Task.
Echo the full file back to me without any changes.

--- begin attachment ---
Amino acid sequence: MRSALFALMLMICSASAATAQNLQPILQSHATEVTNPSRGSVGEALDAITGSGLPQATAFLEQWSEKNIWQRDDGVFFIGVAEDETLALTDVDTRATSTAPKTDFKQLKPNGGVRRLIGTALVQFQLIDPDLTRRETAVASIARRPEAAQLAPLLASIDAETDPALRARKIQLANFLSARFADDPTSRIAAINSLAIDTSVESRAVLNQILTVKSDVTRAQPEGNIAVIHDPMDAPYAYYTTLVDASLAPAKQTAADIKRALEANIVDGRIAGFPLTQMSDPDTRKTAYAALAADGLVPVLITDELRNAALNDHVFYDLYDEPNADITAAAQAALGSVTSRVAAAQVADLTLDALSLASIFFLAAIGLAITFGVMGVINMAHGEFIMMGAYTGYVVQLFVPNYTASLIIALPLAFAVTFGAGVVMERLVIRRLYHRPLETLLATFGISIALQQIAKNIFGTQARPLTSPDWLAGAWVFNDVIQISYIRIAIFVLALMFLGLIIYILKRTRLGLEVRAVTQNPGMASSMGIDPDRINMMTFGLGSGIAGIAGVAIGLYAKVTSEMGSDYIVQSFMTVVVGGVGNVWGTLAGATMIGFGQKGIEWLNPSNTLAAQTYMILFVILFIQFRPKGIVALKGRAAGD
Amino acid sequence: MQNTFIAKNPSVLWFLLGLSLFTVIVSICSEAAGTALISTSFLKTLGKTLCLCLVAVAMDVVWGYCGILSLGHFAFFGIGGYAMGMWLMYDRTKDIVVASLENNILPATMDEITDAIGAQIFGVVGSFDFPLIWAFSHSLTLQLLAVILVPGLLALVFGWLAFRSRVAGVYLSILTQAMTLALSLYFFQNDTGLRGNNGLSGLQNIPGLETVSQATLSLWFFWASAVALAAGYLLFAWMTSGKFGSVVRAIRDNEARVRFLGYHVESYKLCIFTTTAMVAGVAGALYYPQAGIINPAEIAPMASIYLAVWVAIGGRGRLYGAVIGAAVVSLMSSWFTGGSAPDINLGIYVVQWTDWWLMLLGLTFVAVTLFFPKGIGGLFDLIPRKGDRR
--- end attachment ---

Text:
Amino acid sequence: MRSALFALMLMICSASAATAQNLQPILQSHATEVTNPSRGSVGEALDAITGSGLPQATAFLEQWSEKNIWQRDDGVFFIGVAEDETLALTDVDTRATSTAPKTDFKQLKPNGGVRRLIGTALVQFQLIDPDLTRRETAVASIARRPEAAQLAPLLASIDAETDPALRARKIQLANFLSARFADDPTSRIAAINSLAIDTSVESRAVLNQILTVKSDVTRAQPEGNIAVIHDPMDAPYAYYTTLVDASLAPAKQTAADIKRALEANIVDGRIAGFPLTQMSDPDTRKTAYAALAADGLVPVLITDELRNAALNDHVFYDLYDEPNADITAAAQAALGSVTSRVAAAQVADLTLDALSLASIFFLAAIGLAITFGVMGVINMAHGEFIMMGAYTGYVVQLFVPNYTASLIIALPLAFAVTFGAGVVMERLVIRRLYHRPLETLLATFGISIALQQIAKNIFGTQARPLTSPDWLAGAWVFNDVIQISYIRIAIFVLALMFLGLIIYILKRTRLGLEVRAVTQNPGMASSMGIDPDRINMMTFGLGSGIAGIAGVAIGLYAKVTSEMGSDYIVQSFMTVVVGGVGNVWGTLAGATMIGFGQKGIEWLNPSNTLAAQTYMILFVILFIQFRPKGIVALKGRAAGD
Amino acid sequence: MQNTFIAKNPSVLWFLLGLSLFTVIVSICSEAAGTALISTSFLKTLGKTLCLCLVAVAMDVVWGYCGILSLGHFAFFGIGGYAMGMWLMYDRTKDIVVASLENNILPATMDEITDAIGAQIFGVVGSFDFPLIWAFSHSLTLQLLAVILVPGLLALVFGWLAFRSRVAGVYLSILTQAMTLALSLYFFQNDTGLRGNNGLSGLQNIPGLETVSQATLSLWFFWASAVALAAGYLLFAWMTSGKFGSVVRAIRDNEARVRFLGYHVESYKLCIFTTTAMVAGVAGALYYPQAGIINPAEIAPMASIYLAVWVAIGGRGRLYGAVIGAAVVSLMSSWFTGGSAPDINLGIYVVQWTDWWLMLLGLTFVAVTLFFPKGIGGLFDLIPRKGDRR